Sony's last update on the ongoing PSN downtime claimed that the company wouldn't bring the service back online until it can ensure the security of the network and your data. The original expectations were to have the PlayStation Network and Qriocity services back online within a week of their shutdown on April 20, but as the deadline came and went, the company was forced to further delay the return following a new security breach.
Talking to Bloomberg today, a Sony spokesperson said that the company was still in the process of adopting improved security systems and was planning to restore full functionality of its services by May 31. That's nearly six weeks of downtime, and while you'd hope to see online play restored in a much quicker timeframe, the report claims that Sony is "uncertain" when the PSN will actually get back up and running.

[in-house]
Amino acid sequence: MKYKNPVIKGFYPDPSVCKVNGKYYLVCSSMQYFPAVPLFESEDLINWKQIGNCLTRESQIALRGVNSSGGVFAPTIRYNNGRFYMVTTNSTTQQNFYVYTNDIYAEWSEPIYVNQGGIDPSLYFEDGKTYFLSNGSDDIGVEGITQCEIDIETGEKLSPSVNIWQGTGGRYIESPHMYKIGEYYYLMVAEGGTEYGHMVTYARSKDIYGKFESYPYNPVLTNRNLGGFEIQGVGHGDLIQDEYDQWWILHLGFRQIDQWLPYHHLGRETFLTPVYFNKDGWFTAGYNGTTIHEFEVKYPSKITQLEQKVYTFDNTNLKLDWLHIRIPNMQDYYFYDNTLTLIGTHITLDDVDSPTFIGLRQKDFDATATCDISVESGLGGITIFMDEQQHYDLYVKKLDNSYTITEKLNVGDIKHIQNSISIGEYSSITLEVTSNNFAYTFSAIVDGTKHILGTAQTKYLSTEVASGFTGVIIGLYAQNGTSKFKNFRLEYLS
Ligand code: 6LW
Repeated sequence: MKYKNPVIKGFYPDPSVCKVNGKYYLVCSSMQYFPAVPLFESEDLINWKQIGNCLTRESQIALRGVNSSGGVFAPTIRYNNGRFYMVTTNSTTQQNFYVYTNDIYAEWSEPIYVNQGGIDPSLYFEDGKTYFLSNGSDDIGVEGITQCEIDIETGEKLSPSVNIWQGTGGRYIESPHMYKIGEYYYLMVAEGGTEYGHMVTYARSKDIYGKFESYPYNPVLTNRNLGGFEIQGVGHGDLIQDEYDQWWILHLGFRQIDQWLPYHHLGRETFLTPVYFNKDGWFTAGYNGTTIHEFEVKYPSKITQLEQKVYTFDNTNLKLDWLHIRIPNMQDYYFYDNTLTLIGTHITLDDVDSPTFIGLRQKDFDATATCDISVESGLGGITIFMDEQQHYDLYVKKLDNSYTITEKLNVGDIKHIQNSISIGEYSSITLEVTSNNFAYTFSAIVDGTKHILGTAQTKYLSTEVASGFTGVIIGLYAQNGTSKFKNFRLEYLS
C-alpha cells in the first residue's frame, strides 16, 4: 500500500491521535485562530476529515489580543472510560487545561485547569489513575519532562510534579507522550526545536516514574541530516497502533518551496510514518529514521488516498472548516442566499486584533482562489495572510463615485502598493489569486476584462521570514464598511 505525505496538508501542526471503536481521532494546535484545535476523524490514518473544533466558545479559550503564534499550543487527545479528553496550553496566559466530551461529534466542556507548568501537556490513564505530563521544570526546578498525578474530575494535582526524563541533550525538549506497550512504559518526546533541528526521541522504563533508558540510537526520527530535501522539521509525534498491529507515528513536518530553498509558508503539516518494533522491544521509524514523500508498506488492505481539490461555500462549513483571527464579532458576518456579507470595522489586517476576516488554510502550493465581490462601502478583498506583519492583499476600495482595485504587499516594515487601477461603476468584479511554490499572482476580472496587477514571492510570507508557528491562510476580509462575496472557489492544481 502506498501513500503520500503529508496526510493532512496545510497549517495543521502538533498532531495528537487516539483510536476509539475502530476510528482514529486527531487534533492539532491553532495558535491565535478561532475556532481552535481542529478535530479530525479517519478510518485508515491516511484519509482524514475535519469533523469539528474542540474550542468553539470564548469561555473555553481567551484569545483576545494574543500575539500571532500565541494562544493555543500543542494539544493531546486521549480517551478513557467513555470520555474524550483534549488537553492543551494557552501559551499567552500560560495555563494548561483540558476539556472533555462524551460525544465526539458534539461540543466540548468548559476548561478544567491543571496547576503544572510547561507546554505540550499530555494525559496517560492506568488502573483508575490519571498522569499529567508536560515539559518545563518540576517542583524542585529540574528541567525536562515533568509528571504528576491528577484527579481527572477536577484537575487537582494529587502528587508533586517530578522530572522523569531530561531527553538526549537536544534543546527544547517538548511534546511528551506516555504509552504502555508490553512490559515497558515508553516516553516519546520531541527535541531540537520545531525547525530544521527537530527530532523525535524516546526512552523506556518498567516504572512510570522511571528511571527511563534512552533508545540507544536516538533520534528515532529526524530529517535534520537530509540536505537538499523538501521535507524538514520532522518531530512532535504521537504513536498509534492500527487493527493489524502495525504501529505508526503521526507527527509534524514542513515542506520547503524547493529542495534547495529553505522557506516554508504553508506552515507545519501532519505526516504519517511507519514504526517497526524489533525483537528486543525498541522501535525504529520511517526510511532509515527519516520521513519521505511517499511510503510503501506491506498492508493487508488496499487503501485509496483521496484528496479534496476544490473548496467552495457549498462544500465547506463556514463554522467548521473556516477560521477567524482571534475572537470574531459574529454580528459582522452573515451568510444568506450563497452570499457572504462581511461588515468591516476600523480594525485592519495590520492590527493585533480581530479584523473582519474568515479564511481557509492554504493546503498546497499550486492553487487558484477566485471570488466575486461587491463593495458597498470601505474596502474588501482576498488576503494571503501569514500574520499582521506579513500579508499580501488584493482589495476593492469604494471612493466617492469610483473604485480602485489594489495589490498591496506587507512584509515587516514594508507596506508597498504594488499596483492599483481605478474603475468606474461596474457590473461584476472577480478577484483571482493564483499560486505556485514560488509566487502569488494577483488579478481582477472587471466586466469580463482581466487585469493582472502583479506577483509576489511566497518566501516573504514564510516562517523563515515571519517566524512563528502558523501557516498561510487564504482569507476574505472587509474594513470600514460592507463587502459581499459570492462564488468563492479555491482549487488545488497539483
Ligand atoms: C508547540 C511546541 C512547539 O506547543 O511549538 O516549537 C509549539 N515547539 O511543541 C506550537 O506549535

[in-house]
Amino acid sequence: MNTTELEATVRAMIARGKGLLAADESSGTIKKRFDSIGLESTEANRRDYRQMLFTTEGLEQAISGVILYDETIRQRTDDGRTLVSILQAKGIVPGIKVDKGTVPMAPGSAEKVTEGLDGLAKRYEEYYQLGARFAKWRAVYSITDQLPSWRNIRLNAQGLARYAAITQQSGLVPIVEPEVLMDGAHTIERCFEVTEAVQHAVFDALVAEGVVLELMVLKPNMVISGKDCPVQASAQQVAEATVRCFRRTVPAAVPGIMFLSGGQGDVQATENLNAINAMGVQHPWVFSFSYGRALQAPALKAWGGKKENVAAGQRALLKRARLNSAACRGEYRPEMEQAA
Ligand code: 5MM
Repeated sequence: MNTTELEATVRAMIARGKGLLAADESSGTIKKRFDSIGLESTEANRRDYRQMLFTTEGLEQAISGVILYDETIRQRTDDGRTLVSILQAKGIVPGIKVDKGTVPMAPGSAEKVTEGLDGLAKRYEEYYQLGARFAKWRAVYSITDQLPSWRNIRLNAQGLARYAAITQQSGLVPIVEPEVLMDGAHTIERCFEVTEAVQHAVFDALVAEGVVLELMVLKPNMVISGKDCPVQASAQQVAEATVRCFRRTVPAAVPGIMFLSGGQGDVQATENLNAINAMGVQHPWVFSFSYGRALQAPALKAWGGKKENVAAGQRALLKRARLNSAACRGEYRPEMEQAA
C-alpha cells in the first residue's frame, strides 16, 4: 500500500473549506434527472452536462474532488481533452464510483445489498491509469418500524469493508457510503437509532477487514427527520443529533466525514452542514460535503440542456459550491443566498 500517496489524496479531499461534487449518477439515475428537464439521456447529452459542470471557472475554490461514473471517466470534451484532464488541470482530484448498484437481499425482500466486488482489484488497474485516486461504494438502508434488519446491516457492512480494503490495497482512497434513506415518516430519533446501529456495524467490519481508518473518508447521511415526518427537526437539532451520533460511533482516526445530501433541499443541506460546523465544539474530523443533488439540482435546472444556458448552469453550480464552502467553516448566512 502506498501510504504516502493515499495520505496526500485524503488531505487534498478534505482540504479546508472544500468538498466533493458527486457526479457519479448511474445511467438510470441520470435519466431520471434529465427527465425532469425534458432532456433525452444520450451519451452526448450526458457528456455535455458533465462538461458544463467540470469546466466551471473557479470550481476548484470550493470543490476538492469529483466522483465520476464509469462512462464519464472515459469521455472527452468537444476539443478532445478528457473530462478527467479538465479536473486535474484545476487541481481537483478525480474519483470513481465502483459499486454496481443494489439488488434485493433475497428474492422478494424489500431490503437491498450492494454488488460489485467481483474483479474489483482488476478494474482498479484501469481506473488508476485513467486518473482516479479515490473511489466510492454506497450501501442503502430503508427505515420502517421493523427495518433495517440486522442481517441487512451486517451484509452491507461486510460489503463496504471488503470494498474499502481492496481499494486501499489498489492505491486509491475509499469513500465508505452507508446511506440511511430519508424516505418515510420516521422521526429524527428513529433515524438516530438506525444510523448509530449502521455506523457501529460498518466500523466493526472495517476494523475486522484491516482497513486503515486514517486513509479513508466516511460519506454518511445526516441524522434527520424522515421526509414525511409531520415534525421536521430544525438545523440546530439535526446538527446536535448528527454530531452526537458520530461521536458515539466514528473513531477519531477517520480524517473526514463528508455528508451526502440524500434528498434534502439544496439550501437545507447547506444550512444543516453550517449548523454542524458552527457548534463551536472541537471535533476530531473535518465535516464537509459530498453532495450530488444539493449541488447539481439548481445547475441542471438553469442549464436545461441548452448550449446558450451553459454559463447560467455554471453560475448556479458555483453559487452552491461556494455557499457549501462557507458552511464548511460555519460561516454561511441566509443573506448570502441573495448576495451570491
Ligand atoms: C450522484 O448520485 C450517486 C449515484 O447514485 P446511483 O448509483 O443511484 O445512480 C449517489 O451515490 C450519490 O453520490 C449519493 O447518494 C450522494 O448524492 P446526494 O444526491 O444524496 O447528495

As part of their efforts to compensate users for the security breach and service outage Sony has announced it will be launching an identity theft protection program in the U.S. that includes a $1 million insurance policy per user, and a "goodwill gesture" that will include free downloads, 30 days of free PlayStation Plus access to new and existing members, and 30 days of free Qriocity service. Sony is working on similar deals for account holders in other countries.
Besides facing a lawsuit as well as legal inquiries from governments around the world, the prolonged downtime of the PlayStation Network is also affecting investor confidence. Sony shares dropped 3.7% on Friday.